Most of our products are hand-held tools. Not like smartphones; those are hand-held tools where your thumb is moving a lot but otherwise you just hold it in your hand and look at it, you don't do a lot of physical action with it. That's very different from one of our power toothbrushes—you move them for three or four minutes on your body, in your face. That's a mechanical action, and the design needs to guide that action. It's strongly ergonomic-related, more than many people think; when you do a certain action for a very short time where you don't have to move a lot, it doesn't matter that much. But if you do it for several minutes, it actually makes a big difference regarding how that appliance works. The details have to be designed. And with our hand-held products, we're after what we call "fluid geometry"—a connected geometry where we try to provide things with a controlled, soft, elegant overall gesture.
We also create products that sit on the kitchen counter, or our alarm clocks, which a user has very little ergonomic connection to, where you just push a button or switch something on and off. With those, where extreme ergonomics is not required, we want to get back to the more simple architectural forms connected to our past.
Speaking of which, how old is your current generation of design staff, are they aware of Braun's design history?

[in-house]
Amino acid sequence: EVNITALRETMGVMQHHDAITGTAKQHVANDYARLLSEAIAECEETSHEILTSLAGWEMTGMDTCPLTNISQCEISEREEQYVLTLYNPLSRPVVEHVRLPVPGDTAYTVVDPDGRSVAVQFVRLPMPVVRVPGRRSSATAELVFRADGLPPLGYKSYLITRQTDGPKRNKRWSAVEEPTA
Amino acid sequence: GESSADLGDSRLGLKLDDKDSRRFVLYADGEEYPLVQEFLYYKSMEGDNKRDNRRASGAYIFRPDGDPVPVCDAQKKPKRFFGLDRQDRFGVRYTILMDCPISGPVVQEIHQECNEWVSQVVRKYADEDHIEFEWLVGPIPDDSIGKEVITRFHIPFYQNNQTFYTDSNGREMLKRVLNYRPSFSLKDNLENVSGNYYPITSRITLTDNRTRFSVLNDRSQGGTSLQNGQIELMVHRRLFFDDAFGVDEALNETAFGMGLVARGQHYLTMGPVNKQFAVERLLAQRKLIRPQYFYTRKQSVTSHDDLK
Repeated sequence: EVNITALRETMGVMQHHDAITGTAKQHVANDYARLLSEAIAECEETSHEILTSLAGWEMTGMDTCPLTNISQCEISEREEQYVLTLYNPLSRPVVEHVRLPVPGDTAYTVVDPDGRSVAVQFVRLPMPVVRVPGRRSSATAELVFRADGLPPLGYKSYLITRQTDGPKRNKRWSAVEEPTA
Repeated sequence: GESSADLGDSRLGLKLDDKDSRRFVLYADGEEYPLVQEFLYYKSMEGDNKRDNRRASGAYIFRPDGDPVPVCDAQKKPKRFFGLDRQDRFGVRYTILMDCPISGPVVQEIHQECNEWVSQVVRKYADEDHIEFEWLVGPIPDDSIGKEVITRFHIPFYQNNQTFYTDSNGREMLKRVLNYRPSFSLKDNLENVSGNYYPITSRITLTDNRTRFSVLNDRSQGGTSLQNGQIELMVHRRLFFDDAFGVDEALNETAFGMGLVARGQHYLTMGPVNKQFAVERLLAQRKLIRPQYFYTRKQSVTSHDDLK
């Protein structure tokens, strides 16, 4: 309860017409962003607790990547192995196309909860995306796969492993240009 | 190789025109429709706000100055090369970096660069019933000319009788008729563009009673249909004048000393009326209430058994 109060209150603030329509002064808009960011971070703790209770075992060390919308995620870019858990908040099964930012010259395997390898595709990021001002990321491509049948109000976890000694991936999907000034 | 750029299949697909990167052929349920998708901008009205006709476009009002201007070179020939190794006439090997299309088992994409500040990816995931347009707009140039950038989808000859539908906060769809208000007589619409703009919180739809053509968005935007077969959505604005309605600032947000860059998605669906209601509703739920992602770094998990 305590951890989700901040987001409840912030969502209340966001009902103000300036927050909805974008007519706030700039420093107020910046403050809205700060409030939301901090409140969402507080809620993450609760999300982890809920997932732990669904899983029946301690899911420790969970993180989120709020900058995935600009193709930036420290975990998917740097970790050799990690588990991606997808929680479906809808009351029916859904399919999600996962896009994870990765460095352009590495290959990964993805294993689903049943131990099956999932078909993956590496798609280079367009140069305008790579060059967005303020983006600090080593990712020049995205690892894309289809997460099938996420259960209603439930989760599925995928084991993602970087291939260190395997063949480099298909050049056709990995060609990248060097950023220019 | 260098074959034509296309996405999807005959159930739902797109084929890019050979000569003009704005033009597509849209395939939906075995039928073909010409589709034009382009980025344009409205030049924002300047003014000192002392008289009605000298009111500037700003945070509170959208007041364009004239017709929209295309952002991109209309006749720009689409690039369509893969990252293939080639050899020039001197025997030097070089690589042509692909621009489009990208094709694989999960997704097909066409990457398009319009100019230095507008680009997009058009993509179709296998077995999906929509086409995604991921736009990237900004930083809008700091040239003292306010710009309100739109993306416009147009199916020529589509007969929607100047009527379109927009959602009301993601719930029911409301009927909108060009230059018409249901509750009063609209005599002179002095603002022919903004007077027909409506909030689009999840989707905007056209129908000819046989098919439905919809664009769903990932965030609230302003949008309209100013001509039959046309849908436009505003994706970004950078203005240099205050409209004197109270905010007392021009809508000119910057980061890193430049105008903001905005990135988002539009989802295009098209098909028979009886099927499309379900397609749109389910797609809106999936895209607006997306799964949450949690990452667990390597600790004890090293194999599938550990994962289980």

Of course, we make this a must—if they aren't, they immediately get fired. No, no, no, that's just a joke! All of our design staff are here because they wanted to work for the Braun brand, having a strong knowledge about what Braun has done in the past for industrial design, for modern design. Our average age is probably between 25 and 40. What we all have in common is the desire to make sense of objects in a way that is functional and honest.
For a fresh design graduate that wants to work at Braun, what do you need to see in their portfolio?
Something that shows they understand the magic of making things very simple, but at the same time, compelling. Finding, with little elements, that sweet spot where people are fascinated by an object and feel as though "of course it had to be like this." When things are designed well, you feel it had to be that shape or that form or that material because it makes sense.
We also like to see when people have an antenna for understanding things differently—understanding how people could use an object, and making and suggesting a little change. That's something that creates that magic of products that we like, but that aren't designed in an extreme way, where they need to shout that they are different with an extreme form, pattern or colors.
Those are qualities that we think make sense. Speaking as a professor, I think that's something that a lot of people are looking for, because it is putting design in the right place: Solving problems for today's world, and making things that are lasting.
We want to have people that want to change the world by creating, as Dieter Rams called it in the past, good design.
Thanks to Oliver for taking the time to speak with us. As the jury captain for the Consumer Product category of the 2013 Core77 Design Awards, he will be announcing the winners of that category with his jury team at 12pm noon EST next Wednesday, June 12.